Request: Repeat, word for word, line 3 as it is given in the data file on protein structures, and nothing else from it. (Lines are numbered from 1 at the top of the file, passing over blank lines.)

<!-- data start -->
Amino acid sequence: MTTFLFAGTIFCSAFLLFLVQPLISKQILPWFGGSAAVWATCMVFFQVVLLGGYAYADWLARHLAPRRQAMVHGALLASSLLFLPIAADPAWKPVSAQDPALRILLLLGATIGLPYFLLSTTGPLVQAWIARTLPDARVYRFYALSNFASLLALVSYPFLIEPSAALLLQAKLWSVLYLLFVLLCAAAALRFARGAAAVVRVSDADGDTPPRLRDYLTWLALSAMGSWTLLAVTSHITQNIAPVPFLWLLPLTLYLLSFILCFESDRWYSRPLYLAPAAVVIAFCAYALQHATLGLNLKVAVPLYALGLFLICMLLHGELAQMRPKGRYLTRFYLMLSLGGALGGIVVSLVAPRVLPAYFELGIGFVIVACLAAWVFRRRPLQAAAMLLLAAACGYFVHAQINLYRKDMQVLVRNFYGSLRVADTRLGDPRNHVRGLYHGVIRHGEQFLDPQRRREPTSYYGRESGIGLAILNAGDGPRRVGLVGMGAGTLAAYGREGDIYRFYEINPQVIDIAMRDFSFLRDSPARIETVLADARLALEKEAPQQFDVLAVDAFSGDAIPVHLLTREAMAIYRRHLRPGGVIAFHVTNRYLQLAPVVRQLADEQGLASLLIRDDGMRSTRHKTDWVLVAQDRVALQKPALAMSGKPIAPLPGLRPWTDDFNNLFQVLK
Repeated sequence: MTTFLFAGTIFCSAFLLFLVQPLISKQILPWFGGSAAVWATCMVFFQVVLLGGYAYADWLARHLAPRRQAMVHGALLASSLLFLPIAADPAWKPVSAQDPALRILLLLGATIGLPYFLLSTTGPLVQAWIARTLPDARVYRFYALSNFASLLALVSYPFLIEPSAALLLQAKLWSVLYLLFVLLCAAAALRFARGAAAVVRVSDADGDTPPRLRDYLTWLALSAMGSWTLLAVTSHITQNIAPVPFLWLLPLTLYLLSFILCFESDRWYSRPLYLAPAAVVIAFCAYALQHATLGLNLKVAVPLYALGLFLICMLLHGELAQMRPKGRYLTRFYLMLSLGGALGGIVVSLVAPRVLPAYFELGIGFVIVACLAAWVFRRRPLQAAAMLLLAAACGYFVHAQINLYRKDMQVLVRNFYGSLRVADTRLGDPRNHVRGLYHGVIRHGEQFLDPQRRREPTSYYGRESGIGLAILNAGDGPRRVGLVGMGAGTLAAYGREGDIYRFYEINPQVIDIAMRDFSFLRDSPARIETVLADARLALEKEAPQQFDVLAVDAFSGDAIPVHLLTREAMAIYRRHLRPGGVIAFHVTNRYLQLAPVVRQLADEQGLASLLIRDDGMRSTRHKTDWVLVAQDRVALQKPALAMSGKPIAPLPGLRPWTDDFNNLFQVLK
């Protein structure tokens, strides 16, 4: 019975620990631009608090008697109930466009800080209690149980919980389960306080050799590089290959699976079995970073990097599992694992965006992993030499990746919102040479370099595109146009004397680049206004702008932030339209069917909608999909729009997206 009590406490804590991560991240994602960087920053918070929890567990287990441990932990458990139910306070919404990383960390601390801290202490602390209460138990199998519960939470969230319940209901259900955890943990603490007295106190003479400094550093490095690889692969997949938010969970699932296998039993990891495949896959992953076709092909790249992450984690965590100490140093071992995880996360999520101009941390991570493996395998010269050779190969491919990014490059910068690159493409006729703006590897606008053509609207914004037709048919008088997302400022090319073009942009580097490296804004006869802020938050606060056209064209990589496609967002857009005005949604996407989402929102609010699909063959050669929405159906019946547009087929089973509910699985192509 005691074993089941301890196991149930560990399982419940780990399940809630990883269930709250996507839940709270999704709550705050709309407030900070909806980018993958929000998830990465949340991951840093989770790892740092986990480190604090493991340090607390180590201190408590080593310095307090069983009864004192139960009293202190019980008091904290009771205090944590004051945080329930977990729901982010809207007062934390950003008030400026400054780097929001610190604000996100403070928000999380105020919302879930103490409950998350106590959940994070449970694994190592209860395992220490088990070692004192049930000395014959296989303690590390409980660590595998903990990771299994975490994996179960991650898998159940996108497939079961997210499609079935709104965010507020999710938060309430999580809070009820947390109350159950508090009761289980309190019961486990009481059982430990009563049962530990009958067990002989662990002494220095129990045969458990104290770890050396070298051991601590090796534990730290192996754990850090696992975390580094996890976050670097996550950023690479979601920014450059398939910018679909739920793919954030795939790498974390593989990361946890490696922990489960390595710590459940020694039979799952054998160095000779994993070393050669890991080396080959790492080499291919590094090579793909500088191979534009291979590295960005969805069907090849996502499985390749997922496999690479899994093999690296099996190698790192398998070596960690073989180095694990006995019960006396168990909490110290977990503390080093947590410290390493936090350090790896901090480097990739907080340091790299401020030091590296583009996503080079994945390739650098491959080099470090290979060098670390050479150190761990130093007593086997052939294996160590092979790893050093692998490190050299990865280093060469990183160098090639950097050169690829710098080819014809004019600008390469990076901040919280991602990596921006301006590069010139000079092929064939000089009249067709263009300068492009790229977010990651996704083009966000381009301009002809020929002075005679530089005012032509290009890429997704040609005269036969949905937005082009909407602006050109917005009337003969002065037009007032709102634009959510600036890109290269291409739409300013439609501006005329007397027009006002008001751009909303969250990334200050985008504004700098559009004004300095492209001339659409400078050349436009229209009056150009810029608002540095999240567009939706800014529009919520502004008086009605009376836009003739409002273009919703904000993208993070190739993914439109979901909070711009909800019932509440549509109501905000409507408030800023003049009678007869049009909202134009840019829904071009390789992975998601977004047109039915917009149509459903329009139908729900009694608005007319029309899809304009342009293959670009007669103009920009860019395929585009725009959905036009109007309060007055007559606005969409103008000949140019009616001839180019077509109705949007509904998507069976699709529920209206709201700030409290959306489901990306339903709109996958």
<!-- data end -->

């Protein structure tokens, strides 16, 4: 019975620990631009608090008697109930466009800080209690149980919980389960306080050799590089290959699976079995970073990097599992694992965006992993030499990746919102040479370099595109146009004397680049206004702008932030339209069917909608999909729009997206 009590406490804590991560991240994602960087920053918070929890567990287990441990932990458990139910306070919404990383960390601390801290202490602390209460138990199998519960939470969230319940209901259900955890943990603490007295106190003479400094550093490095690889692969997949938010969970699932296998039993990891495949896959992953076709092909790249992450984690965590100490140093071992995880996360999520101009941390991570493996395998010269050779190969491919990014490059910068690159493409006729703006590897606008053509609207914004037709048919008088997302400022090319073009942009580097490296804004006869802020938050606060056209064209990589496609967002857009005005949604996407989402929102609010699909063959050669929405159906019946547009087929089973509910699985192509 005691074993089941301890196991149930560990399982419940780990399940809630990883269930709250996507839940709270999704709550705050709309407030900070909806980018993958929000998830990465949340991951840093989770790892740092986990480190604090493991340090607390180590201190408590080593310095307090069983009864004192139960009293202190019980008091904290009771205090944590004051945080329930977990729901982010809207007062934390950003008030400026400054780097929001610190604000996100403070928000999380105020919302879930103490409950998350106590959940994070449970694994190592209860395992220490088990070692004192049930000395014959296989303690590390409980660590595998903990990771299994975490994996179960991650898998159940996108497939079961997210499609079935709104965010507020999710938060309430999580809070009820947390109350159950508090009761289980309190019961486990009481059982430990009563049962530990009958067990002989662990002494220095129990045969458990104290770890050396070298051991601590090796534990730290192996754990850090696992975390580094996890976050670097996550950023690479979601920014450059398939910018679909739920793919954030795939790498974390593989990361946890490696922990489960390595710590459940020694039979799952054998160095000779994993070393050669890991080396080959790492080499291919590094090579793909500088191979534009291979590295960005969805069907090849996502499985390749997922496999690479899994093999690296099996190698790192398998070596960690073989180095694990006995019960006396168990909490110290977990503390080093947590410290390493936090350090790896901090480097990739907080340091790299401020030091590296583009996503080079994945390739650098491959080099470090290979060098670390050479150190761990130093007593086997052939294996160590092979790893050093692998490190050299990865280093060469990183160098090639950097050169690829710098080819014809004019600008390469990076901040919280991602990596921006301006590069010139000079092929064939000089009249067709263009300068492009790229977010990651996704083009966000381009301009002809020929002075005679530089005012032509290009890429997704040609005269036969949905937005082009909407602006050109917005009337003969002065037009007032709102634009959510600036890109290269291409739409300013439609501006005329007397027009006002008001751009909303969250990334200050985008504004700098559009004004300095492209001339659409400078050349436009229209009056150009810029608002540095999240567009939706800014529009919520502004008086009605009376836009003739409002273009919703904000993208993070190739993914439109979901909070711009909800019932509440549509109501905000409507408030800023003049009678007869049009909202134009840019829904071009390789992975998601977004047109039915917009149509459903329009139908729900009694608005007319029309899809304009342009293959670009007669103009920009860019395929585009725009959905036009109007309060007055007559606005969409103008000949140019009616001839180019077509109705949007509904998507069976699709529920209206709201700030409290959306489901990306339903709109996958």